Dillhoefer (who was called Dill Pickles because 1910s baseball was awesome), played eight games for the Phillies, hitting .091. Prendergast pitched in 38 games in Philly, going 13-15 before retiring at age 30. When asked why the trade was made, then Phillies' owner said it was because he needed the $60,000. 

8. Sixers trade away Moses Malone — 1986

PHILLY TEAM LOSES: Moses Malone, Terry Catledge and two first-round picks
PHILLY TEAM GAINS: Cliff Robinson, Jeff Ruland

The mitigating factors for this trade are that Malone was 31 and the Sixers were looking to rebuild. However, Malone had a lot more basketball left to play, as he made three All-Star Games in a row over the next three years with Washington and Atlanta. He also averaged a double-double for four more seasons before becoming a role player off the bench for his last five years in the league. An injury in 1985-86 led the Sixers to try and sell him for whatever they could.

However, they really, really overpaid to move on from his services. The Sixers sent two first round picks to the Bullets in order to acquire Cliff Robinson (who wasn't bad with the Sixers, averaging 16.8 points per game in three seasons there) and Ruland, who played two games for the Sixers before retiring for four years due to injury. Ruland returned to the Sixers for a comeback bid in 1991, but played just 13 games before suffering an Achilles injury after a Celtics team employee allegedly rammed a luggage cart into his leg

The Malone Era in Philly ended with a whimper, to be sure.

7. Flyers trade away Patrick Sharp — 2005

PHILLY TEAM LOSES: Patrick Sharp, Eric Meloche
PHILLY TEAM GAINS: Matt Ellison, 2006 third rounder

Sharp is another Flyers winger who wound up becoming a star and winning a Stanley Cup after being traded for chump change. After scoring 15 total points during his tenure in Philly, Sharp scored 20 or more goals eight times with the Blackhawks and Stars, making four All-Star teams and hoisting a championship trophy in Chicago.

Ellison, the centerpiece of their return for Sharp played just seven total NHL games for the Flyers. The third-round pick was later flipped (and became Ryan White). As in all of these trades, hindsight is 20-20, but the Flyers do appear to give up on prospects perhaps a bit too soon.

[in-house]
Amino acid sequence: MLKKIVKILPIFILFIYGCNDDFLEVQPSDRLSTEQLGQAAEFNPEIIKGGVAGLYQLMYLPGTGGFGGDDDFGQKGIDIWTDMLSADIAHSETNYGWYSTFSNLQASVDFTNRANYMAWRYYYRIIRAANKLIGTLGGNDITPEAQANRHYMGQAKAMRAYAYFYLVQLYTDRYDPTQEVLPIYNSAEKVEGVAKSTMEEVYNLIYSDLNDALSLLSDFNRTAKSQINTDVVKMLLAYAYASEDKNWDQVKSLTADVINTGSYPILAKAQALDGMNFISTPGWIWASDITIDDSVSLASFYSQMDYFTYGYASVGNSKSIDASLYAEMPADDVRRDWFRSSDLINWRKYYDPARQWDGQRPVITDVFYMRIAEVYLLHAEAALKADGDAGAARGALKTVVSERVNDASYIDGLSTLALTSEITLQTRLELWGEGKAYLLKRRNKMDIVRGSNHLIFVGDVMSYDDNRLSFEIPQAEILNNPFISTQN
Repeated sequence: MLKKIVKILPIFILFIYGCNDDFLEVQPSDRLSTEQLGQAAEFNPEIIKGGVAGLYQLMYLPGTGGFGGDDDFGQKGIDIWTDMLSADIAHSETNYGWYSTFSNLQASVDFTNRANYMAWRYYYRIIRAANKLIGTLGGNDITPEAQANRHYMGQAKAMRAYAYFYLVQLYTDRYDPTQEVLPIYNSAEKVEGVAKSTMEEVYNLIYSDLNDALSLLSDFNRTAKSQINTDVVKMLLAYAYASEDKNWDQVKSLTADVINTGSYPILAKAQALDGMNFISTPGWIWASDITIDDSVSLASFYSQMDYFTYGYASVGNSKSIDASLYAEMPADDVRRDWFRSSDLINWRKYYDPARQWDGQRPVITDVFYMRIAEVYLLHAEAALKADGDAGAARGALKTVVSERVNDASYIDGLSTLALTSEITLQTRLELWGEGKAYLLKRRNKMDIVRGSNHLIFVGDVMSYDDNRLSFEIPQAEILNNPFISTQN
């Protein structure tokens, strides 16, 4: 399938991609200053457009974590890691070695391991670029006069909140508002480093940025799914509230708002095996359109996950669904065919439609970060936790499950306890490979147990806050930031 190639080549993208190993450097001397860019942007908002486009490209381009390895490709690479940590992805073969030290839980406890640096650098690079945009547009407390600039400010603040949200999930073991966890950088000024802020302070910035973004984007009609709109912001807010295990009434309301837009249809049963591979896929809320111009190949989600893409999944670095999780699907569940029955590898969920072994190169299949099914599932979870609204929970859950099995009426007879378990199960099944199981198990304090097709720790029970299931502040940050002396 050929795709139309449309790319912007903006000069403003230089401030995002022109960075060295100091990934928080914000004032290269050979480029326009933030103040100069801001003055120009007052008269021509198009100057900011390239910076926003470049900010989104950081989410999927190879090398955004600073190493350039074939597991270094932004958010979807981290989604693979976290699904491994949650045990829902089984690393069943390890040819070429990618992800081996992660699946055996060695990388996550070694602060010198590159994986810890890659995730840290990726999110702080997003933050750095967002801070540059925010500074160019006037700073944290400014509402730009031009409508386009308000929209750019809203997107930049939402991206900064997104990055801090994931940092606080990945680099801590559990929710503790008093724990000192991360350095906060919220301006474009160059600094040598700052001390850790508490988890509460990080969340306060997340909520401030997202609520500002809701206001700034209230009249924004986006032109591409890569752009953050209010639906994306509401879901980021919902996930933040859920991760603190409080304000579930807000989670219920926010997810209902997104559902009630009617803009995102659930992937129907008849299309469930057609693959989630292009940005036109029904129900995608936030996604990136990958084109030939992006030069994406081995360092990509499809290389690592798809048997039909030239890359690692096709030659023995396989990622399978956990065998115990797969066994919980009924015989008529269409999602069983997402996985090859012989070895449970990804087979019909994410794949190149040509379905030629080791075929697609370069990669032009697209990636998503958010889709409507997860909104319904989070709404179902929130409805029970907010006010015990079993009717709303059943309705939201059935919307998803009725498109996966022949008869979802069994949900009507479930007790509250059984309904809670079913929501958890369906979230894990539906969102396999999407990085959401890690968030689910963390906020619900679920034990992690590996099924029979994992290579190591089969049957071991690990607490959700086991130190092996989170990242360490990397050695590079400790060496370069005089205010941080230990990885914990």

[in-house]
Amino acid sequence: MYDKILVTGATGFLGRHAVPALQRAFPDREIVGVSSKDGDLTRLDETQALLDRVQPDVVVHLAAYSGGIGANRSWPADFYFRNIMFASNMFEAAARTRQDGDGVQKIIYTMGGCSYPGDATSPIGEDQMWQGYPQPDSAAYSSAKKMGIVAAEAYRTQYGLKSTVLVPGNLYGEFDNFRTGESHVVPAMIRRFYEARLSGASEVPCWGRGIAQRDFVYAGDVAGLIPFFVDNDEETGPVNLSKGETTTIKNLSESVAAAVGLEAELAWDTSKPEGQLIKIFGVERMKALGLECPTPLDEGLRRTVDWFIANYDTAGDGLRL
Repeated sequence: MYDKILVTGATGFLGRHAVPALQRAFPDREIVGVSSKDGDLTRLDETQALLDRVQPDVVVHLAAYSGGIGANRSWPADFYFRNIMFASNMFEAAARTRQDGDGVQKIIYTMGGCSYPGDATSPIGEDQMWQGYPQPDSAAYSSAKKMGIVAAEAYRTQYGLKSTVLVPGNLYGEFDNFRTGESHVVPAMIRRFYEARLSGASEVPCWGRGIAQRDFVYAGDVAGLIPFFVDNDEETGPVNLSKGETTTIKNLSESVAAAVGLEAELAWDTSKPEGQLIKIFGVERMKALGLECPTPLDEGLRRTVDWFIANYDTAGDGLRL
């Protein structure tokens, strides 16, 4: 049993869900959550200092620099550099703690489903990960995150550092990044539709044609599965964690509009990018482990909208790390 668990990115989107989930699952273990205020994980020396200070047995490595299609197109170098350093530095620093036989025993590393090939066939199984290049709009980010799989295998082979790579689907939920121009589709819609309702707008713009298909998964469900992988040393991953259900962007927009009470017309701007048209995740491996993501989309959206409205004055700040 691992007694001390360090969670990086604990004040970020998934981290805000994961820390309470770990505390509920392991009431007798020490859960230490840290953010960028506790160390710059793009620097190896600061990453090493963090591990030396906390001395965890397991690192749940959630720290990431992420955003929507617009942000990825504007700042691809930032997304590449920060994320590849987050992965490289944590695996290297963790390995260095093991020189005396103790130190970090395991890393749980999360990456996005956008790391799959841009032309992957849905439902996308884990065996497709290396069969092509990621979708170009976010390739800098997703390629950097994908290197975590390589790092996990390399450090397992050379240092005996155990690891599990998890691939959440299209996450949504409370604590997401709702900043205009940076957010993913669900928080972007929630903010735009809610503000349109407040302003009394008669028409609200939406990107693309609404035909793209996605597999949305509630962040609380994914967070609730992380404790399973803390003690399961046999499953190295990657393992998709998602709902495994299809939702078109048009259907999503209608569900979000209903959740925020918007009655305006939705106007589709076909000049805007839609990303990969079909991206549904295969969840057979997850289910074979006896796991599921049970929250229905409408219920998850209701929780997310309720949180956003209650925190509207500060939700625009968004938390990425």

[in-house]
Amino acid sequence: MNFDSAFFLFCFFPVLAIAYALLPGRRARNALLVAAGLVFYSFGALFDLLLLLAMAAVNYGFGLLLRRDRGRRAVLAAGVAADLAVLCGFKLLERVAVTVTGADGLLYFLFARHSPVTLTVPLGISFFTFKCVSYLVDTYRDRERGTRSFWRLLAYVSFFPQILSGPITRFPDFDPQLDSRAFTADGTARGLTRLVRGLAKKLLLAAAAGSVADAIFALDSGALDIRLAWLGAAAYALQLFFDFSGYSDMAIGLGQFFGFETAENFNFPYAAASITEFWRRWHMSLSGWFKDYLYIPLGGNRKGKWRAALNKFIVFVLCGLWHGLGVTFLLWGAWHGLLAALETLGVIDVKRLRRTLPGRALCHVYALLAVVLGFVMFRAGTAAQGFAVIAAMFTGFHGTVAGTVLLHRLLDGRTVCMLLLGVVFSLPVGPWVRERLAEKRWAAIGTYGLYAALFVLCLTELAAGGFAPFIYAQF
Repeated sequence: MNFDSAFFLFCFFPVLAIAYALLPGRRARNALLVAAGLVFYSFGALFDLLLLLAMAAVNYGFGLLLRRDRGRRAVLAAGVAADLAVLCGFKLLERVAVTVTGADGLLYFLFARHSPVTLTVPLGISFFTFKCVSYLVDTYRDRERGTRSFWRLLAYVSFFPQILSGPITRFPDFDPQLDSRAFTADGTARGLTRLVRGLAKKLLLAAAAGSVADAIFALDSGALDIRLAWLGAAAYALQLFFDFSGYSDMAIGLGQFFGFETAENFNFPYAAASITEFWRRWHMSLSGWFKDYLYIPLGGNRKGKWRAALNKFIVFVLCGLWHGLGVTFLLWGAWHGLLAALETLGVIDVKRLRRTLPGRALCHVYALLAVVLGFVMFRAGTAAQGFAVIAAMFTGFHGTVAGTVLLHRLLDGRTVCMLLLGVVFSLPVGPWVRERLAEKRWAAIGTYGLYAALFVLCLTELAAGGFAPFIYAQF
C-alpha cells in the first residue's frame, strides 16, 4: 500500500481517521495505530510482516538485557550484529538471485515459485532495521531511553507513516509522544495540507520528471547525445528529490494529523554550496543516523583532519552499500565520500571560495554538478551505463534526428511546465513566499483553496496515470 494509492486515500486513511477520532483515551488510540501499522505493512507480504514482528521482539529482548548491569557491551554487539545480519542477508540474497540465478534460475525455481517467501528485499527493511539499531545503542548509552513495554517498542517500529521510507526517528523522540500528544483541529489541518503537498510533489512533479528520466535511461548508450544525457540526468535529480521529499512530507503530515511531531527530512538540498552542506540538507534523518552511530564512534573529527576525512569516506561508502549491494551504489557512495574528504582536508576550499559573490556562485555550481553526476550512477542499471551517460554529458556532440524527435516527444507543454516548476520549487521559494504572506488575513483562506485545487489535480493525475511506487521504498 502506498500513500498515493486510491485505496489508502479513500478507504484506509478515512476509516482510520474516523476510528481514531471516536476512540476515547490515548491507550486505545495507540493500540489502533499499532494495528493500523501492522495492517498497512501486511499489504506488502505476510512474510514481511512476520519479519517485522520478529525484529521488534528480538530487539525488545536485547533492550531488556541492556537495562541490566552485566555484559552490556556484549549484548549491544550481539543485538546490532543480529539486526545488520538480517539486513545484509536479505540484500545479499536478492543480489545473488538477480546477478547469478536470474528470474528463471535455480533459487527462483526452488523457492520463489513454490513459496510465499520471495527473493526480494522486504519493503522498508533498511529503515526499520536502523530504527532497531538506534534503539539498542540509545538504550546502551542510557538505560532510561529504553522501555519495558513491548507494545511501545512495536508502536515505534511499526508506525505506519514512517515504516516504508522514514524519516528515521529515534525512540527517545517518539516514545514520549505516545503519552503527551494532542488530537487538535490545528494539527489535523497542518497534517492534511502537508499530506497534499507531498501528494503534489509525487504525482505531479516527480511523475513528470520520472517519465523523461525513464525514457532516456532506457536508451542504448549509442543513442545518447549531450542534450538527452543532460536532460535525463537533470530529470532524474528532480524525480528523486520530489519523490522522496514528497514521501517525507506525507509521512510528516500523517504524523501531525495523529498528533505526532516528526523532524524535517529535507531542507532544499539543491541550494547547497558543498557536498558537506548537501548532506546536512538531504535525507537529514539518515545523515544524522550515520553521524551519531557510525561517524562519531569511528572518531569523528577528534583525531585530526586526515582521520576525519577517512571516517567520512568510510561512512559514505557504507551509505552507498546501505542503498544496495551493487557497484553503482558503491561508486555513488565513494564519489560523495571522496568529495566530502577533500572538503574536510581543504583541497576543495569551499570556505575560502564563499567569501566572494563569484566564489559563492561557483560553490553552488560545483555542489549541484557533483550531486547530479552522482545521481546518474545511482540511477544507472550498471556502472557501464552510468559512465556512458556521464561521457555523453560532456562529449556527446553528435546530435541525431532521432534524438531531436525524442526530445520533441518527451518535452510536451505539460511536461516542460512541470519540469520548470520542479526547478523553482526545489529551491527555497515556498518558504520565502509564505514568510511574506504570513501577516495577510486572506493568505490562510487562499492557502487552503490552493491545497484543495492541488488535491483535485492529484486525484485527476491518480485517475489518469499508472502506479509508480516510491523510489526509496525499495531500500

6. Sixers trade away Wilt Chamberlain — 1968

PHILLY TEAM LOSES: Wilt Chamberlain
PHILLY TEAM GAINS: Jerry Chambers, Archie Clark, Darrall Imhoff

When Chamberlain was sent west to L.A. in 1968, it was the first time in NBA history that a reigning MVP was traded. The big man asked for a trade, but the motivations are not completely known. Did Chamberlain force the Sixers hand? Dr. Jack Ramsey once said that Chamberlain threatened to simply go to the ABA, so Philly had no choice but to move him. It's because of this we can't completely blame the 76ers for getting a horrible return on Chamberlain, who would go on to make four All-Star games in his final five NBA seasons while adding an NBA title in 1972.

Chambers never played for the Sixers — he served in the military and was later flipped for George Wilson, a marginal player who played for just one season in Philadelphia. Clark was an All-Star in Philly who averaged 18.2 points per game before he was swapped for Fred Carter and Kevin Loughery (each did prove to be solid players who had short stints in Philly). Imhoff was an All-Star in Los Angeles but was never as good in two seasons with the Sixers and traded for two pretty bad players. 

5. Phillies trade away Curt Schilling — 2000

PHILLY TEAM GAINS: Travis Lee, Omar Daal, Vicente Padilla, Nelson Figueroa

The four players the Phillies received in exchange for Schilling combined to produce 9.1 wins above replacement for the Phillies, as they would all serve very limited tenures playing in the city. Schilling was good for 43.6 WAR over the last eight seasons of his career, as he pitched all the way to age 40. 

Schilling, of course, was the hero for not one (the Diamondbacks in 2001), not two (the Red Sox in 2004), but three (also the Red Sox in 2007) pitching staffs to win World Series titles. He made three All-Star games after leaving the Phillies and won 111 of his 216 games. 

4. Sixers trade away Charles Barkley — 1992

PHILLY TEAM LOSES: Charles Barkley
PHILLY TEAM GAINS: Jeff Hornacek, Andrew Lang, Tim Perry

The Barkley Era Sixers never made it past the second round of the playoffs, despite the forward routinely posting some of the best numbers in basketball at the time. After the team missed the playoffs outright in 1992, the 28-year-old had had enough and demanded a trade. Based on the trade alone, this could be the No. 1 worst for the city of all time. Barkley won an MVP the next season and would lead the Suns to the NBA Finals. But the fact that Barkley was known to be forcing Philly's hand surely made it impossible for them to get what he was worth.